It’s no secret that U.S. conservatives and big business are falling out. Skepticism on the right toward corporations is at an all-time high. Many within the GOP regard woke capital as the greatest threat to American liberties. In fact, conservatives are rethinking the social role of markets in general. If free enterprise has lost the power to inspire the U.S. right, what’s the alternative?

Sen. Marco Rubio, in a 2019 address at the Catholic University of America, drew on Catholic social teaching to condemn the excesses of free-market capitalism and managerial-state socialism. “What we need to do,” Mr. Rubio asserted, “is to restore common-good capitalism—a system of free enterprise in which workers fulfill their obligations to work and enjoy the benefits of their work, and where businesses enjoy their right to make a profit and reinvest enough of those profits to create dignified work for Americans.”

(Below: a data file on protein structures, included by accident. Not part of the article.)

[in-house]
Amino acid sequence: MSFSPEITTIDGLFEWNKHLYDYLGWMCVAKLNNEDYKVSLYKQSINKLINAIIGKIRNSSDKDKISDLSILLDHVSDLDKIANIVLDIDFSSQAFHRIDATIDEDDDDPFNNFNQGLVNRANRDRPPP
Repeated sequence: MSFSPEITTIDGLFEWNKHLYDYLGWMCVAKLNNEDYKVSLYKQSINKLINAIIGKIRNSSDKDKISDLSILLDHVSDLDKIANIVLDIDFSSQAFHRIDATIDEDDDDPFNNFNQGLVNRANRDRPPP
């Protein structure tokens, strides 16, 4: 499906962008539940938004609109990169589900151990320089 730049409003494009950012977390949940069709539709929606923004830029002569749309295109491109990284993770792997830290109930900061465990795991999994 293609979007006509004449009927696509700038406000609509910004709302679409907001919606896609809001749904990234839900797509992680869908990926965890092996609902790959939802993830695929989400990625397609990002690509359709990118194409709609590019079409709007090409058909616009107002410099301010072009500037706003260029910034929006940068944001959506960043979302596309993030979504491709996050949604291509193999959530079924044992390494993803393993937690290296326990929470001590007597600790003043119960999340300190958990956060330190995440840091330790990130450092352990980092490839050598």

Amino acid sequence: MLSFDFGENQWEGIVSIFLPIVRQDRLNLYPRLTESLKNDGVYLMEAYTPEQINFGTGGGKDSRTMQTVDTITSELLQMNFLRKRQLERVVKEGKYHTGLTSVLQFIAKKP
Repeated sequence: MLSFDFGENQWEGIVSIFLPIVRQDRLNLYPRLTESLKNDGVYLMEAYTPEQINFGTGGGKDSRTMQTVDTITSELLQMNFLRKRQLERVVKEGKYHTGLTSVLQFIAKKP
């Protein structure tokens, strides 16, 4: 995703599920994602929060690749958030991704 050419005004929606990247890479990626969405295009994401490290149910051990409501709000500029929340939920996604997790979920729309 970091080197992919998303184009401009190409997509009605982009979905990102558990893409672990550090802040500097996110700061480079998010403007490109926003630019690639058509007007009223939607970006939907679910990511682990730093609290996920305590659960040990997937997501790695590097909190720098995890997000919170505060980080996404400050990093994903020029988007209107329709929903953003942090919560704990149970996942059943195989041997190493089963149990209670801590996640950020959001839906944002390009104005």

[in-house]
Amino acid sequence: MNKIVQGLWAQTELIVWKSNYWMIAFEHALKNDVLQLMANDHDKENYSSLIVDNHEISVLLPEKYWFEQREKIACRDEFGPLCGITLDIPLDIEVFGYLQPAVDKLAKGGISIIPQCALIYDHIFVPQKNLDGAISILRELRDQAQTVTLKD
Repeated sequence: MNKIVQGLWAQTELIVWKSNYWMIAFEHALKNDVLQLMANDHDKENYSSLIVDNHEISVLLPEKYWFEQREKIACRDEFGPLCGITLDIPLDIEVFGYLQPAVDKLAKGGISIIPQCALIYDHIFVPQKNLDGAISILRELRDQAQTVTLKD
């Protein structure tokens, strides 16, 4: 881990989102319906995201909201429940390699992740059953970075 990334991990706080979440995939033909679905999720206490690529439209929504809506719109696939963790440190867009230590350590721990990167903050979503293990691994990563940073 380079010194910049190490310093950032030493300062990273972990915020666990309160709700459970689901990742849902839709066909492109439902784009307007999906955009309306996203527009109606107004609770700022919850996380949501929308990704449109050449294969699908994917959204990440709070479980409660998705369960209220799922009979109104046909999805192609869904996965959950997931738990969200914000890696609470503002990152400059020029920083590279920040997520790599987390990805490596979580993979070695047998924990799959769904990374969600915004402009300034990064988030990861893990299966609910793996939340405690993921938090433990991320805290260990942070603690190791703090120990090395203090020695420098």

Especially among Catholic intellectuals, there’s a growing enthusiasm for common-good politics and economics. According to the Catechism of the Catholic Church, “By common good is to be understood ‘the sum total of social conditions which allow people, either as groups or as individuals, to reach their fulfillment more fully and more easily.” Common-good thinkers are comfortable with government interventions into the economy to achieve these ends.